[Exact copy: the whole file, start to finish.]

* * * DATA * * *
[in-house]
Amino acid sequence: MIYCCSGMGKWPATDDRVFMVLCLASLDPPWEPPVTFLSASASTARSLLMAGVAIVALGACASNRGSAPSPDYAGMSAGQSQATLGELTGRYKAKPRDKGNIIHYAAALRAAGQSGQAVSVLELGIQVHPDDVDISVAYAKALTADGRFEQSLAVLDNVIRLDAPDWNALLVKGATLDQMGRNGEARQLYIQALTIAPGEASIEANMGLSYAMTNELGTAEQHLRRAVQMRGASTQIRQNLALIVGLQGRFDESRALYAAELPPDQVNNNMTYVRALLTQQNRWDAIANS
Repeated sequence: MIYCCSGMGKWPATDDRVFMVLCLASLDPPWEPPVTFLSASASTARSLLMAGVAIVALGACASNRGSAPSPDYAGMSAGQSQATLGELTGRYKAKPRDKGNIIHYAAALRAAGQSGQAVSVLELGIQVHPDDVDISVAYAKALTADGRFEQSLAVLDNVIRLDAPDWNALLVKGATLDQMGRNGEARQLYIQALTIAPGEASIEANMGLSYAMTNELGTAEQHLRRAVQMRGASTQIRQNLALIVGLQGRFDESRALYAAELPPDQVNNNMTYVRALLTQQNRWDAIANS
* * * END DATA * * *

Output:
[in-house]
Amino acid sequence: MIYCCSGMGKWPATDDRVFMVLCLASLDPPWEPPVTFLSASASTARSLLMAGVAIVALGACASNRGSAPSPDYAGMSAGQSQATLGELTGRYKAKPRDKGNIIHYAAALRAAGQSGQAVSVLELGIQVHPDDVDISVAYAKALTADGRFEQSLAVLDNVIRLDAPDWNALLVKGATLDQMGRNGEARQLYIQALTIAPGEASIEANMGLSYAMTNELGTAEQHLRRAVQMRGASTQIRQNLALIVGLQGRFDESRALYAAELPPDQVNNNMTYVRALLTQQNRWDAIANS
Repeated sequence: MIYCCSGMGKWPATDDRVFMVLCLASLDPPWEPPVTFLSASASTARSLLMAGVAIVALGACASNRGSAPSPDYAGMSAGQSQATLGELTGRYKAKPRDKGNIIHYAAALRAAGQSGQAVSVLELGIQVHPDDVDISVAYAKALTADGRFEQSLAVLDNVIRLDAPDWNALLVKGATLDQMGRNGEARQLYIQALTIAPGEASIEANMGLSYAMTNELGTAEQHLRRAVQMRGASTQIRQNLALIVGLQGRFDESRALYAAELPPDQVNNNMTYVRALLTQQNRWDAIANS